Neil G4DBN





Chris G0WUS
 

If it works it works Jerry sounds like a good fast easy fix. When I did 6m /p every month last year I used several rolls of gaffer tape over the season to solve problems you would not dare do at home but risk factor for a 2.5h contest is just about doable.

73 Chris G0WUS 



Sent from my Samsung Galaxy smartphone.


-------- Original message --------
From: on4cjq@...
Date: 28/10/2020 7:29 pm (GMT+00:00)
To: UKMicrowaves <UKMicrowaves@groups.io>
Subject: Re: [UKMicrowaves] 10Ghz last night

Hello,

When i go /p with my µwave equipment, i use a yaesu 550 EL rotor. Because the controller box isn't accurate enough, i got myself an electonic water (spirit) level. Taken out the display-sensor unit from it, and just seperated the sensor from the display-battery compartment with a 12m 7cores rotorcable. Sensor is at the dish, display-battery compartment in the car. Only 30min to fix this solution...yes...i'm too lazy for getting into Arduino stuff etc.

73's
Jerry,ON4CJQ

 



Van: "Martin Phillips G4CIO" <martin@...>
Aan: "UKMicrowaves" <UKMicrowaves@groups.io>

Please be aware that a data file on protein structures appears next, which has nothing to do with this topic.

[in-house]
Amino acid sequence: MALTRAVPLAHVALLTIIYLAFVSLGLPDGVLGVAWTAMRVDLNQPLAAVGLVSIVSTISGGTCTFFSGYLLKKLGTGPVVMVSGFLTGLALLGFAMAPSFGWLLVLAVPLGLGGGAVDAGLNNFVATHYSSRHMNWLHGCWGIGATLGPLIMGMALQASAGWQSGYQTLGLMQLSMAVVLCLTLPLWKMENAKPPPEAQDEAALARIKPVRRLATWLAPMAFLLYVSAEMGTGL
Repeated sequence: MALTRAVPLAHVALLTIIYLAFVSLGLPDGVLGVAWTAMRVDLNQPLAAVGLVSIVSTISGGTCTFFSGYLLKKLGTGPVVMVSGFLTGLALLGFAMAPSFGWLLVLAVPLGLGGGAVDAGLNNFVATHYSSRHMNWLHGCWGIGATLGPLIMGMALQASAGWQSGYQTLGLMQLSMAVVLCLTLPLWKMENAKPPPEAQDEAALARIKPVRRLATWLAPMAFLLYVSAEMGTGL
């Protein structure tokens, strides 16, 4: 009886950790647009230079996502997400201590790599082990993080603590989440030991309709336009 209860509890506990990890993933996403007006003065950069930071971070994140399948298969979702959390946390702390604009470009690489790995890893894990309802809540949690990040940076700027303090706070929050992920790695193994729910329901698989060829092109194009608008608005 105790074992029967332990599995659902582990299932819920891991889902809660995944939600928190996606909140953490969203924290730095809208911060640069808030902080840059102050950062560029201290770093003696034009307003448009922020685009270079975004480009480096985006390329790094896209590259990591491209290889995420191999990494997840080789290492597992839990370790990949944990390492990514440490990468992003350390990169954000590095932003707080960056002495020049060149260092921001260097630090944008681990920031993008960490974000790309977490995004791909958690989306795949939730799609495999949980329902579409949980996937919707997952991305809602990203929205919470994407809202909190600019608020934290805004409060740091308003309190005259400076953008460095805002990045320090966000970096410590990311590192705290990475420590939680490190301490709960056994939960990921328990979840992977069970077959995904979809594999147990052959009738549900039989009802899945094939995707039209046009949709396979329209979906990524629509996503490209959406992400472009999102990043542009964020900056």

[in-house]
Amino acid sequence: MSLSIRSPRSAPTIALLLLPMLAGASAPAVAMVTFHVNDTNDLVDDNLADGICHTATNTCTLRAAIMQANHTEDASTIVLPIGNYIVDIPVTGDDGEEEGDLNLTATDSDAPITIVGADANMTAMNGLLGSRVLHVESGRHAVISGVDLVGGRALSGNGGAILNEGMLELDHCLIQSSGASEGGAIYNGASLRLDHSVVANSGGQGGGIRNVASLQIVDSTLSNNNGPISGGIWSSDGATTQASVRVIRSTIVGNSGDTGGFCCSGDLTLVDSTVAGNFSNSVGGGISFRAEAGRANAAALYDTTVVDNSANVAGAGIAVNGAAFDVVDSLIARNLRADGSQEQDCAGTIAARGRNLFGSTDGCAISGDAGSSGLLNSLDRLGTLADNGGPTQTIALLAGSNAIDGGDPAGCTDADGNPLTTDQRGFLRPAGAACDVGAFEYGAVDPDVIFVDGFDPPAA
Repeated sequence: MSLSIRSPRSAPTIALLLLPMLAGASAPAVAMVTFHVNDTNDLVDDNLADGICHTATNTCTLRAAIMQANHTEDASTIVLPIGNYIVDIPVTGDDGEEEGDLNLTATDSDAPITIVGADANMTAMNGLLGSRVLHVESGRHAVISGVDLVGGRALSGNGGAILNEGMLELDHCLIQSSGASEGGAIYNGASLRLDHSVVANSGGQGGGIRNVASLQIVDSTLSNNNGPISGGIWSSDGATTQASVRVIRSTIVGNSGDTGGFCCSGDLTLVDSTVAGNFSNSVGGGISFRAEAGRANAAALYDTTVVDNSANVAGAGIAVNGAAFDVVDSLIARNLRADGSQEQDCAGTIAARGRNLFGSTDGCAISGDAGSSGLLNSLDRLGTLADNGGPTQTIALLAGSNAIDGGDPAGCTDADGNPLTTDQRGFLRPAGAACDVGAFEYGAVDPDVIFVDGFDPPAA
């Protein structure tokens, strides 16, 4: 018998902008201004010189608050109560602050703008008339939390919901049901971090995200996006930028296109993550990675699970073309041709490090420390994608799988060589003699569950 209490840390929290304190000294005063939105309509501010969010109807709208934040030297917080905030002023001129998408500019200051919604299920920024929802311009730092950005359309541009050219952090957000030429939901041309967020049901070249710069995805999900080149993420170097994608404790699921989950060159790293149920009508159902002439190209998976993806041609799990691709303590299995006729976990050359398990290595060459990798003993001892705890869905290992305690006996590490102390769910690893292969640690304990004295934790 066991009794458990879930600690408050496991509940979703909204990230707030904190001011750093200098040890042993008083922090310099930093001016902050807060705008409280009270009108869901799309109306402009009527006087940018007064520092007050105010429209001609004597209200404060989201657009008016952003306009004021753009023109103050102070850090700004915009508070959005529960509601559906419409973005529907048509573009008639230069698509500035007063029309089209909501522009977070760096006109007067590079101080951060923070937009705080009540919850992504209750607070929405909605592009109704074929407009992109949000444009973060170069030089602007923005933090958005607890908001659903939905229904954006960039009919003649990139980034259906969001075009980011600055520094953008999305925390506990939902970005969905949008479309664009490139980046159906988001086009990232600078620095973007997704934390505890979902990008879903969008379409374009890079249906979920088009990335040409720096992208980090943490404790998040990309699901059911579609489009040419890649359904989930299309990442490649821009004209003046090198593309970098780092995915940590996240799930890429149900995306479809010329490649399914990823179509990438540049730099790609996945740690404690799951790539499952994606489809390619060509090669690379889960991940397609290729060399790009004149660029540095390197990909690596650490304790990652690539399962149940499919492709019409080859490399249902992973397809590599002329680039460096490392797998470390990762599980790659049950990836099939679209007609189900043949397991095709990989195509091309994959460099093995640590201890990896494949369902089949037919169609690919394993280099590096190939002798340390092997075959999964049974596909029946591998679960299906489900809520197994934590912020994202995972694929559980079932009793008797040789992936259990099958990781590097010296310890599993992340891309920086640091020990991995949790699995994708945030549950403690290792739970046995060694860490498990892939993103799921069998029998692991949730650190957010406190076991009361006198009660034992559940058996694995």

Verzonden: Woensdag 28 oktober 2020 19:39:17
Onderwerp: Re: [UKMicrowaves] 10Ghz last night

Fairly easy to do with a MPU-6050 3-axis gyroscope module plus an Arduino. Mine displays a resolution of 1 deg as that will be enough for my dish when I get it up, but simple enough to arrange for a precision of 0.1 deg.

Martin/


On 28/10/20 5:51 PM, Chris G0WUS wrote:

One with a feedback position sensor even better can then knock up a pic / arduino controller with deg display

Chris G0WUS

On 28/10/2020 17:02, Neil Smith G4DBN wrote:

You can just use a bit of coarse threaded bar as an elevation drive, with a large pulley on the end and a long string, with a bit of Delrin or PTFE as the nut.  However, there are plenty of little actuators with a 2 or 4 inch stroke, which weigh less than a pound and cost around £22. You only need a fraction of the power of those to elevate a small dish.

Neil G4DBN





Dave Brown
 

Care to elaborate, Martin? (0.1 deg res)

73

Dave, ZL3FJ

 

 

From: UKMicrowaves@groups.io [mailto:UKMicrowaves@groups.io] On Behalf Of Martin Phillips G4CIO
Sent: Thursday, October 29, 2020 07:39
To: UKMicrowaves@groups.io
Subject: Re: [UKMicrowaves] 10Ghz last night

 

Fairly easy to do with a MPU-6050 3-axis gyroscope module plus an Arduino. Mine displays a resolution of 1 deg as that will be enough for my dish when I get it up, but simple enough to arrange for a precision of 0.1 deg.

 

Martin/

 

 

On 28/10/20 5:51 PM, Chris G0WUS wrote:

One with a feedback position sensor even better can then knock up a pic / arduino controller with deg display

Chris G0WUS

On 28/10/2020 17:02, Neil Smith G4DBN wrote:

You can just use a bit of coarse threaded bar as an elevation drive, with a large pulley on the end and a long string, with a bit of Delrin or PTFE as the nut.  However, there are plenty of little actuators with a 2 or 4 inch stroke, which weigh less than a pound and cost around £22. You only need a fraction of the power of those to elevate a small dish.

Neil G4DBN